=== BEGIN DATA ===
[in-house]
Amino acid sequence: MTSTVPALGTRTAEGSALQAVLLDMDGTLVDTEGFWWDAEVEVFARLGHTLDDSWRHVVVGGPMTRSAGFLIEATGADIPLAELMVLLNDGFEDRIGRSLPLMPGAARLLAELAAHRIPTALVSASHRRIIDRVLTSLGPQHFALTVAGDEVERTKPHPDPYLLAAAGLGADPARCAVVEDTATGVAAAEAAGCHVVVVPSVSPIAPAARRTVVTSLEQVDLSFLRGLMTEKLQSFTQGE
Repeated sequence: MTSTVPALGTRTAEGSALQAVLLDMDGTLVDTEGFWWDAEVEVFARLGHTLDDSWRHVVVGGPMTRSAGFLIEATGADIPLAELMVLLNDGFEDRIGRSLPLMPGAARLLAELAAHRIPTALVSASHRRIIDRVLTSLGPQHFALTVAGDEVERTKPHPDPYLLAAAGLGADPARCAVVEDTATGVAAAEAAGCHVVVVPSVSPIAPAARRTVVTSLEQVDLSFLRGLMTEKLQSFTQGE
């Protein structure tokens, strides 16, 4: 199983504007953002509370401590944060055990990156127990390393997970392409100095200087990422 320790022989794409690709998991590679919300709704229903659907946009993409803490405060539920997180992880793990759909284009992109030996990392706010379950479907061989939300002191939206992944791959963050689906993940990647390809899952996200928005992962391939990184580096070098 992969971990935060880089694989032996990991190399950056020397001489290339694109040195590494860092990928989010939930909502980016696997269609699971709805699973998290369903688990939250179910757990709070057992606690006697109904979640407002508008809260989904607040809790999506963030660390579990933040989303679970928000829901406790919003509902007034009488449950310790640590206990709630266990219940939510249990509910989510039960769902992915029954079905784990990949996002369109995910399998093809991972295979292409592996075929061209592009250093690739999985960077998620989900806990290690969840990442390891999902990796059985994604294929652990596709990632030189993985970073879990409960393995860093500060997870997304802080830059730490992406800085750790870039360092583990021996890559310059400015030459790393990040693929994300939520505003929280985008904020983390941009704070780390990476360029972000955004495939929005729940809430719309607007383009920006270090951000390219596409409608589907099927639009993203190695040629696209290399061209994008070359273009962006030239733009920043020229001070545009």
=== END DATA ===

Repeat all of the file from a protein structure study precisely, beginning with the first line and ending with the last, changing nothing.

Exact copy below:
[in-house]
Amino acid sequence: MTSTVPALGTRTAEGSALQAVLLDMDGTLVDTEGFWWDAEVEVFARLGHTLDDSWRHVVVGGPMTRSAGFLIEATGADIPLAELMVLLNDGFEDRIGRSLPLMPGAARLLAELAAHRIPTALVSASHRRIIDRVLTSLGPQHFALTVAGDEVERTKPHPDPYLLAAAGLGADPARCAVVEDTATGVAAAEAAGCHVVVVPSVSPIAPAARRTVVTSLEQVDLSFLRGLMTEKLQSFTQGE
Repeated sequence: MTSTVPALGTRTAEGSALQAVLLDMDGTLVDTEGFWWDAEVEVFARLGHTLDDSWRHVVVGGPMTRSAGFLIEATGADIPLAELMVLLNDGFEDRIGRSLPLMPGAARLLAELAAHRIPTALVSASHRRIIDRVLTSLGPQHFALTVAGDEVERTKPHPDPYLLAAAGLGADPARCAVVEDTATGVAAAEAAGCHVVVVPSVSPIAPAARRTVVTSLEQVDLSFLRGLMTEKLQSFTQGE
């Protein structure tokens, strides 16, 4: 199983504007953002509370401590944060055990990156127990390393997970392409100095200087990422 320790022989794409690709998991590679919300709704229903659907946009993409803490405060539920997180992880793990759909284009992109030996990392706010379950479907061989939300002191939206992944791959963050689906993940990647390809899952996200928005992962391939990184580096070098 992969971990935060880089694989032996990991190399950056020397001489290339694109040195590494860092990928989010939930909502980016696997269609699971709805699973998290369903688990939250179910757990709070057992606690006697109904979640407002508008809260989904607040809790999506963030660390579990933040989303679970928000829901406790919003509902007034009488449950310790640590206990709630266990219940939510249990509910989510039960769902992915029954079905784990990949996002369109995910399998093809991972295979292409592996075929061209592009250093690739999985960077998620989900806990290690969840990442390891999902990796059985994604294929652990596709990632030189993985970073879990409960393995860093500060997870997304802080830059730490992406800085750790870039360092583990021996890559310059400015030459790393990040693929994300939520505003929280985008904020983390941009704070780390990476360029972000955004495939929005729940809430719309607007383009920006270090951000390219596409409608589907099927639009993203190695040629696209290399061209994008070359273009962006030239733009920043020229001070545009």